I’m just glad I got to live my teenage years BEFORE the internet.

Do you tell your kids about your gory details?

Mom Therapy

Mom Therapy

When my first born was about six months old, I went a little crazy. Okay, that might be an exaggeration, but I definitely had cabin fever. I felt like a shut-in, like I had lost contact with any adults other than my husband. He’s the love of my life, and my best friend, but he isn’t a woman. There’s something about “sisterhood” that women need, especially when they’re short on sleep and buried in diapers.

Come to think of it, now that my kids are teens, I STILL need that “sisterhood.” There aren’t diapers or crying fits anymore (unless you count mine – LOL), but there is a certain need for a sharing of our lives.

I call it Mom Therapy.

It comes in many forms. Years ago, when the kids were babies, it meant stealing a couple of hours (if we were lucky) at Starbucks with babies in strollers. When they got to toddler age, we took our coffee to the park and pushed the kids in swings while we chatted. Shhhh…don’t tell the kids that the park is really for you too.

And then partial day preschool and kindergarten kicked in, and it was back to Starbucks, sans strollers, for coffee and maybe a quick trip to the mall or Walmart. We never bought clothes for ourselves, mind you, it was always for the kids. But we still managed to talk about life and laugh about how ridiculous it could be at times.

Now my kids are teens, and most of my friends, like myself, have gone back to work, ruining our Mom Therapy time. Oh, how I long for those days of strollers and Starbucks.

Some Moms forego the Coffee Therapy in exchange for Gym Therapy (I assume…I’ve never been to a gym), or PTA gatherings, or Church Functions (ie Bible studies), or Book Clubs.

But however Moms get their “therapy,” we need it. It’s essential to our survival.

I’m sure Dads have their own version of Dad Therapy, but I’m not a Dad, so I wouldn’t know what they do.

To my “Mom Therapists,” you know who you are, and thank you for your time.

What do you do for your Mom Therapy? Do you have a group of “therapists” that meet regularly?

Why Moms Need a “Village”

When I had my first child, over 16 years ago, I was elated. Growing up, I never aspired to be a CEO, or a big executive (not that there’s anything wrong with that). I just wanted to be a Mom and a Wife. My dreams were coming true.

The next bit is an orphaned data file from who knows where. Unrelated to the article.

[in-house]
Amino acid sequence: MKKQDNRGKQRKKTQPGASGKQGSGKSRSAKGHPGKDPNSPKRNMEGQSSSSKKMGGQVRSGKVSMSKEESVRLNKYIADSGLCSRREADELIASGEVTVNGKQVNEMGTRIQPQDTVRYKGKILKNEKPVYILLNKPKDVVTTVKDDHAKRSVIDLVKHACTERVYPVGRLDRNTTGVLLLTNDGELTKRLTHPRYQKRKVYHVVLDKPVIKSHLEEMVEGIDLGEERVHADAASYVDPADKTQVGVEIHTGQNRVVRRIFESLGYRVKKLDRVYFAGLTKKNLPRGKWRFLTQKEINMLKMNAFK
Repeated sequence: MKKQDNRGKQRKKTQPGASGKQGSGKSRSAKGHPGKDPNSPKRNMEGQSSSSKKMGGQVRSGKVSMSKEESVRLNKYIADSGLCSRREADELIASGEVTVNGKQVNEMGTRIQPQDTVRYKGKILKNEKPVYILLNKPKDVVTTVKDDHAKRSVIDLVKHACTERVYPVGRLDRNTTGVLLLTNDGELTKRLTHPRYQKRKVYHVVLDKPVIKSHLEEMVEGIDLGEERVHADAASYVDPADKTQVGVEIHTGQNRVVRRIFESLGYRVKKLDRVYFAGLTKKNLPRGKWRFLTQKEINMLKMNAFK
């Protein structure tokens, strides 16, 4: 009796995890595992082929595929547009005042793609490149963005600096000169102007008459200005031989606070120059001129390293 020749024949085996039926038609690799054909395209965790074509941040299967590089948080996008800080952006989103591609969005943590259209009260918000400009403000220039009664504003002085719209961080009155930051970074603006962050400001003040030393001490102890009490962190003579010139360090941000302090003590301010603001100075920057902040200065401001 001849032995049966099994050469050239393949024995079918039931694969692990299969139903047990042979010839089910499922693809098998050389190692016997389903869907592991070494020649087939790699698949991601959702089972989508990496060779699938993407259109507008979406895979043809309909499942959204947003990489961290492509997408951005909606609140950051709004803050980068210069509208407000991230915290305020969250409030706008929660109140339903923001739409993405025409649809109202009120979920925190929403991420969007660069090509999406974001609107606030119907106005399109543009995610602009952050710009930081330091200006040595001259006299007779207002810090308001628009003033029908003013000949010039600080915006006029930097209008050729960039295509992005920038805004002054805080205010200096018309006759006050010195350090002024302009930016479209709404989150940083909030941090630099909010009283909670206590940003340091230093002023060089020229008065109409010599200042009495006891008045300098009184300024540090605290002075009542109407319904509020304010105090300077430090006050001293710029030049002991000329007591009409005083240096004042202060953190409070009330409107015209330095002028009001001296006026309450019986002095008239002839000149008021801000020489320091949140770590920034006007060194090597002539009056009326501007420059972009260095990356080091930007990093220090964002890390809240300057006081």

And then the hard work began.

For starters, I have a minor disability which makes me somewhat dependent on others, which I hate, by the way. But it can’t be helped. That’s where my “Village” comes in.

I knew going into parenthood, that I would need help, especially getting around town with the kids. And it became evident immediately when the doctors screwed up my C-Section (a small portion of it opened back up) which sent me to the wound center EVERY DAY for the first 10 weeks of my daughter’s life. My husband couldn’t take that much time off work, so my village took me there and waited with the newborn while my wounds were cleaned.

Because I can’t drive, I try my best to be close to schools, grocery stores, and doctors, and God has provided that for me. But there are times when stumbling blocks get thrown in the way. That’s when I need my village. Sometimes it’s made up of good friends or family and sometimes near strangers.

The truth is parenting is hard, whether you have a disability or not. There are times when you’ll be criticized, and judged, and you’ll need your village to support you even when you’re wrong.

My Village comes in all shapes and sizes.

I’ve had friends who are like surrogate parents to my children. They love them almost as much as their own. They’ve watched my kids early in our friendship when my husband had a gall stone attack (we didn’t know what it was at the time) and had to be rushed to the hospital. They’ve picked my kids up from school or watched them when I was stuck on the bus or they’ve taken them to school functions when I couldn’t get them there on my own.

Sometimes the “Village” support comes in emotional support as well. When I thought I was losing my mind as most of us Moms do from time to time, they picked me up off the floor and reminded me that “this too shall pass.”

My kids are now in their teens, and I still need my “Village.” Moms with older kids who have gone before me to advise me with high school decisions. Moms with younger kids to remind me not to take any moment for granted, because they pass quickly. Moms with kids the same age to support each other in the insanity.

My Village…I love them all and there’s never any way I could every repay their kindness. Somehow “thank you” doesn’t seem to be enough.

What about you? Have you found your village?

Parenting Teens – Unshakable Love

Parenting Teens

My oldest child is 16. Sixteen! How did that happen?!

It’s been an emotional roller coaster this last year. Lots of tears, lots of hurt feelings and misunderstandings, and lots of times when her father (who had no sisters) had no idea what he was in for.

I think we’re at a good point at the moment. I can’t say how long it will last, since emotions run high, and things seem to turn at the drop of a hat or the slam of a door.

I think parenting teens is so hard because we remember what we did as teens, and how much we didn’t tell our parents. We know what they’re probably doing when we aren’t around, or, thanks to technology, even when we’re in the next room.

I have a new slogan for my kids that I keep repeating:

“It isn’t what you do that makes me love you, it’s who you are. I will always fight for you…ALWAYS, even when we disagree.”

It’s sort of a mantra for both me and them. I want them to know there is nothing they can do to lose my love…NOTHING. There is also nothing they can do to EARN my love. I love them because they are my children. That’s it. It’s just that simple.

Let’s face it, there are going to be times when we will disappoint one another, but that disappointment will never make me turn away for them.

There will be times when we make each other really mad, maybe too mad to even speak. But they can’t shake my love.